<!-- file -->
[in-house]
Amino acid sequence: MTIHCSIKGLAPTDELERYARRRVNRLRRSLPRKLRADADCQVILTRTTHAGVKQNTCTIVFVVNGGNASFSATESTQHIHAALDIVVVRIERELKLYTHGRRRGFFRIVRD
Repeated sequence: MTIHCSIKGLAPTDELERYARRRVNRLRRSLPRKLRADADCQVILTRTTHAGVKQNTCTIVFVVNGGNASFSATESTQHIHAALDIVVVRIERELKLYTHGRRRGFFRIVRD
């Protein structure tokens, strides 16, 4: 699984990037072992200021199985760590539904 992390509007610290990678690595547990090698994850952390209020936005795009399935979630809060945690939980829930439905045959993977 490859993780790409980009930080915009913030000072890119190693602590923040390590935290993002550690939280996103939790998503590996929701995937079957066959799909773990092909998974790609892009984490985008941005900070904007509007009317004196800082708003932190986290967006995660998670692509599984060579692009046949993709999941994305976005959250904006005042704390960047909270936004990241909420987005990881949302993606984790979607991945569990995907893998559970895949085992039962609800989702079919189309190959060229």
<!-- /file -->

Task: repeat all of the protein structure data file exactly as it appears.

[in-house]
Amino acid sequence: MTIHCSIKGLAPTDELERYARRRVNRLRRSLPRKLRADADCQVILTRTTHAGVKQNTCTIVFVVNGGNASFSATESTQHIHAALDIVVVRIERELKLYTHGRRRGFFRIVRD
Repeated sequence: MTIHCSIKGLAPTDELERYARRRVNRLRRSLPRKLRADADCQVILTRTTHAGVKQNTCTIVFVVNGGNASFSATESTQHIHAALDIVVVRIERELKLYTHGRRRGFFRIVRD
């Protein structure tokens, strides 16, 4: 699984990037072992200021199985760590539904 992390509007610290990678690595547990090698994850952390209020936005795009399935979630809060945690939980829930439905045959993977 490859993780790409980009930080915009913030000072890119190693602590923040390590935290993002550690939280996103939790998503590996929701995937079957066959799909773990092909998974790609892009984490985008941005900070904007509007009317004196800082708003932190986290967006995660998670692509599984060579692009046949993709999941994305976005959250904006005042704390960047909270936004990241909420987005990881949302993606984790979607991945569990995907893998559970895949085992039962609800989702079919189309190959060229």